Distributed to large processing plants (Disney, HBO, Infinity Broadcasting) as well as to small factories and workshops (Paris Hilton, Russell Crowe, the Baldwin family, the estate of Anna Nicole Smith) , the poor-conduct credits become assets that can be squandered, saved, or sold on a market trading in bad air. The market wouldn't regulate specific emissions from each pollutant source (Ann Coulter can continue to refer to liberal democrats as "faggots", Russell Crowe to throw telephones at hotel bellhops), but if the sum total of the emissions exceeds the government allotment of poor conduct, the pollutant source must acquire other credits. The Catholic Church once supplied additional margins for error by selling papal indulgences, which guaranteed the pollutant source's eventual arrival in Heaven but did nothing to better the lives of people unable to make the payments in Florentine silk or Venetian gold.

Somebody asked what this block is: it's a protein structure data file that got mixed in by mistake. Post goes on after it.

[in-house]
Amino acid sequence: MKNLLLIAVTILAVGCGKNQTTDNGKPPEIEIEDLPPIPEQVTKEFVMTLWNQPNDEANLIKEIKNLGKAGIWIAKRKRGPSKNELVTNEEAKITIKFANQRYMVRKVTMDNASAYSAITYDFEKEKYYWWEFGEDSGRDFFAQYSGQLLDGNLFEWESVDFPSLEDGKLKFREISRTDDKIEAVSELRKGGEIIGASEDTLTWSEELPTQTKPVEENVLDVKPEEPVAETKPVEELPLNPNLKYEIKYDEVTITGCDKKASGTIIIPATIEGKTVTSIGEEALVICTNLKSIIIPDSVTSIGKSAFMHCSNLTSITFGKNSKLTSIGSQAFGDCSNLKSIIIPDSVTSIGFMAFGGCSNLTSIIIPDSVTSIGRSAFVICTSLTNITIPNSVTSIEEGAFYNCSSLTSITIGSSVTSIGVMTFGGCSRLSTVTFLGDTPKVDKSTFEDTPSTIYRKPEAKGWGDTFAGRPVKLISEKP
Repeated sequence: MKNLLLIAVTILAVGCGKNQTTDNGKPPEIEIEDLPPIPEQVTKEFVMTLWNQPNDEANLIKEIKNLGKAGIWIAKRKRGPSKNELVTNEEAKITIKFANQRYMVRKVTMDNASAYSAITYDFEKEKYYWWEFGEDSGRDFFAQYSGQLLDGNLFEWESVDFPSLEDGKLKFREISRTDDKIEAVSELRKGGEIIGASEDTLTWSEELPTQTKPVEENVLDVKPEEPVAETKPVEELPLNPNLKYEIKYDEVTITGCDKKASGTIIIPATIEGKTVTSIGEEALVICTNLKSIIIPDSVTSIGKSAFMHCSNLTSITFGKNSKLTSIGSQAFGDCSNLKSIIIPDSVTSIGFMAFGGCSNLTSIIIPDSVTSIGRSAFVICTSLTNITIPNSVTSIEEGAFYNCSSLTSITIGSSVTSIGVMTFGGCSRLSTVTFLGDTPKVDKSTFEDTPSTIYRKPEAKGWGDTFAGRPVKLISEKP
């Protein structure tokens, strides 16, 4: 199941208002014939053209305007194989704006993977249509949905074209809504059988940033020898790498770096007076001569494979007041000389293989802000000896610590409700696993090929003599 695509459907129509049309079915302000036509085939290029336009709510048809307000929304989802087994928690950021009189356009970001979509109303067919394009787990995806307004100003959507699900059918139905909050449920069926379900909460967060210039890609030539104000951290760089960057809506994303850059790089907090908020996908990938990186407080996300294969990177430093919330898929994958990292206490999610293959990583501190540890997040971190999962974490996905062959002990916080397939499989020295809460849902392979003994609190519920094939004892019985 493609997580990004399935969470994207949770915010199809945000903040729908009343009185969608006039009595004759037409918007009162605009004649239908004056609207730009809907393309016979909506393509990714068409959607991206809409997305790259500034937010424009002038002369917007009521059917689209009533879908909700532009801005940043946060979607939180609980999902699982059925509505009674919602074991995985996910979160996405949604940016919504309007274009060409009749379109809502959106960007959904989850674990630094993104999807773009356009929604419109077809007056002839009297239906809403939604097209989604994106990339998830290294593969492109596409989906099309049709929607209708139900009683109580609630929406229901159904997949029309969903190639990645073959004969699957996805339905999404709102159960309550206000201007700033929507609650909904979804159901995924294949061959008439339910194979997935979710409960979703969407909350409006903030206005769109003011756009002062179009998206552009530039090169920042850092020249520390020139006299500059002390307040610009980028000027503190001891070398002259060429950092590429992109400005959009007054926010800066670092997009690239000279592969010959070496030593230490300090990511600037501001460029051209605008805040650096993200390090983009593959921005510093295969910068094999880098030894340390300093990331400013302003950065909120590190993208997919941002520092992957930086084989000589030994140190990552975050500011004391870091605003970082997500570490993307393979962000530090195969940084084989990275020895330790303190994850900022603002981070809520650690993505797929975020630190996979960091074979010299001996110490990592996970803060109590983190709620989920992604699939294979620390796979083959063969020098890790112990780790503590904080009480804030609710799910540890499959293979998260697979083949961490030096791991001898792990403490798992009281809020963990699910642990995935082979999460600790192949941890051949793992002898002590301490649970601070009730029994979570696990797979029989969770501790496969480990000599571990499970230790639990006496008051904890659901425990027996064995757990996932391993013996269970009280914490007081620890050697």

The blessing of the free market offers the chance of a more democratic deal. On the assumption that anonyms as well as celebrities embody potential sources of pollution, let the government award poor-conduct credits to every man, woman, and child in the country. Trust the American people to possess so vast a store of virtue that they will have no use for the privilege of conducting themselves in a manner unbecoming an ape, and even if they were to do so, no cameras would show up to hold them hostage to a headline. Know also that the American people possess a sound instinct for easy money, and that they can be counted upon to sell their surplus of potential pollution to the entertainment industry at prices at least equal to the cost of blockbuster movies and Hollywood detectives, Malibu beach houses and sexist rap music. We thus impose a gargantuan but wholesome tax paid by the rich directly to the poor. Confronted with increasingly higher costs of maintenance and production, the entertainment industry would manufacture fewer but more conspicuously obnoxious celebrities. To compensate for their loss in number, their contracts would require them to add more vivid material to their dialogue with bartenders and the police, to give up throwing telephones at hotel bellhops in favor of throwing bellhops out of hotel windows.